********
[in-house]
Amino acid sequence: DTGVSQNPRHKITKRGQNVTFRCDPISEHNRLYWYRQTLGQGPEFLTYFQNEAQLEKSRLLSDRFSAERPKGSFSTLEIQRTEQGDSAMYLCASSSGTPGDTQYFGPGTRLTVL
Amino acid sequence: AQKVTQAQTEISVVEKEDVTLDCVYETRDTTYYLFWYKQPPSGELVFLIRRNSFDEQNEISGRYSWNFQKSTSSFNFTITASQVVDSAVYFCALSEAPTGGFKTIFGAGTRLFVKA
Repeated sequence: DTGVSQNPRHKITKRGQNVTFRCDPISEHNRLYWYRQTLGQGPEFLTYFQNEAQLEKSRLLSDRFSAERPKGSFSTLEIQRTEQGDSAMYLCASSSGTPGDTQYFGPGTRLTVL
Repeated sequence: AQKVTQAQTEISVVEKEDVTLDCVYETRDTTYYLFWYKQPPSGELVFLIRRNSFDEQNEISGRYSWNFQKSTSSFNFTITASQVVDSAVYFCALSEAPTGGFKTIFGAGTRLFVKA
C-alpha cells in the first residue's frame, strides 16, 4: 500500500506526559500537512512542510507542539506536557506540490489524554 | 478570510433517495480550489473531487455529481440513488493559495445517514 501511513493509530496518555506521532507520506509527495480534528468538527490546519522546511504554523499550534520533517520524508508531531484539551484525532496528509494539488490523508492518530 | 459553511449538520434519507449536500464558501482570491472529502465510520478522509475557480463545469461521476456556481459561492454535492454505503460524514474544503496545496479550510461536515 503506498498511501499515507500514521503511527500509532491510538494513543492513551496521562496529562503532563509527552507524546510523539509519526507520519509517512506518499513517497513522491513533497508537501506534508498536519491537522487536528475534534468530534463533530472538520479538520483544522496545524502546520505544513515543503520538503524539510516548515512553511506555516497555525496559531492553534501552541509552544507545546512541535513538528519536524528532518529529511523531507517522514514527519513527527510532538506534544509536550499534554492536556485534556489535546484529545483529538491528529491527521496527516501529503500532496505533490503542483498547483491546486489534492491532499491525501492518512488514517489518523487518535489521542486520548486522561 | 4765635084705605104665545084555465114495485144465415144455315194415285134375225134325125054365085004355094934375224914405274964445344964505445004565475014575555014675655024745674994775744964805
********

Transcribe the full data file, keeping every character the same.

[in-house]
Amino acid sequence: DTGVSQNPRHKITKRGQNVTFRCDPISEHNRLYWYRQTLGQGPEFLTYFQNEAQLEKSRLLSDRFSAERPKGSFSTLEIQRTEQGDSAMYLCASSSGTPGDTQYFGPGTRLTVL
Amino acid sequence: AQKVTQAQTEISVVEKEDVTLDCVYETRDTTYYLFWYKQPPSGELVFLIRRNSFDEQNEISGRYSWNFQKSTSSFNFTITASQVVDSAVYFCALSEAPTGGFKTIFGAGTRLFVKA
Repeated sequence: DTGVSQNPRHKITKRGQNVTFRCDPISEHNRLYWYRQTLGQGPEFLTYFQNEAQLEKSRLLSDRFSAERPKGSFSTLEIQRTEQGDSAMYLCASSSGTPGDTQYFGPGTRLTVL
Repeated sequence: AQKVTQAQTEISVVEKEDVTLDCVYETRDTTYYLFWYKQPPSGELVFLIRRNSFDEQNEISGRYSWNFQKSTSSFNFTITASQVVDSAVYFCALSEAPTGGFKTIFGAGTRLFVKA
C-alpha cells in the first residue's frame, strides 16, 4: 500500500506526559500537512512542510507542539506536557506540490489524554 | 478570510433517495480550489473531487455529481440513488493559495445517514 501511513493509530496518555506521532507520506509527495480534528468538527490546519522546511504554523499550534520533517520524508508531531484539551484525532496528509494539488490523508492518530 | 459553511449538520434519507449536500464558501482570491472529502465510520478522509475557480463545469461521476456556481459561492454535492454505503460524514474544503496545496479550510461536515 503506498498511501499515507500514521503511527500509532491510538494513543492513551496521562496529562503532563509527552507524546510523539509519526507520519509517512506518499513517497513522491513533497508537501506534508498536519491537522487536528475534534468530534463533530472538520479538520483544522496545524502546520505544513515543503520538503524539510516548515512553511506555516497555525496559531492553534501552541509552544507545546512541535513538528519536524528532518529529511523531507517522514514527519513527527510532538506534544509536550499534554492536556485534556489535546484529545483529538491528529491527521496527516501529503500532496505533490503542483498547483491546486489534492491532499491525501492518512488514517489518523487518535489521542486520548486522561 | 4765635084705605104665545084555465114495485144465415144455315194415285134375225134325125054365085004355094934375224914405274964445344964505445004565475014575555014675655024745674994775744964805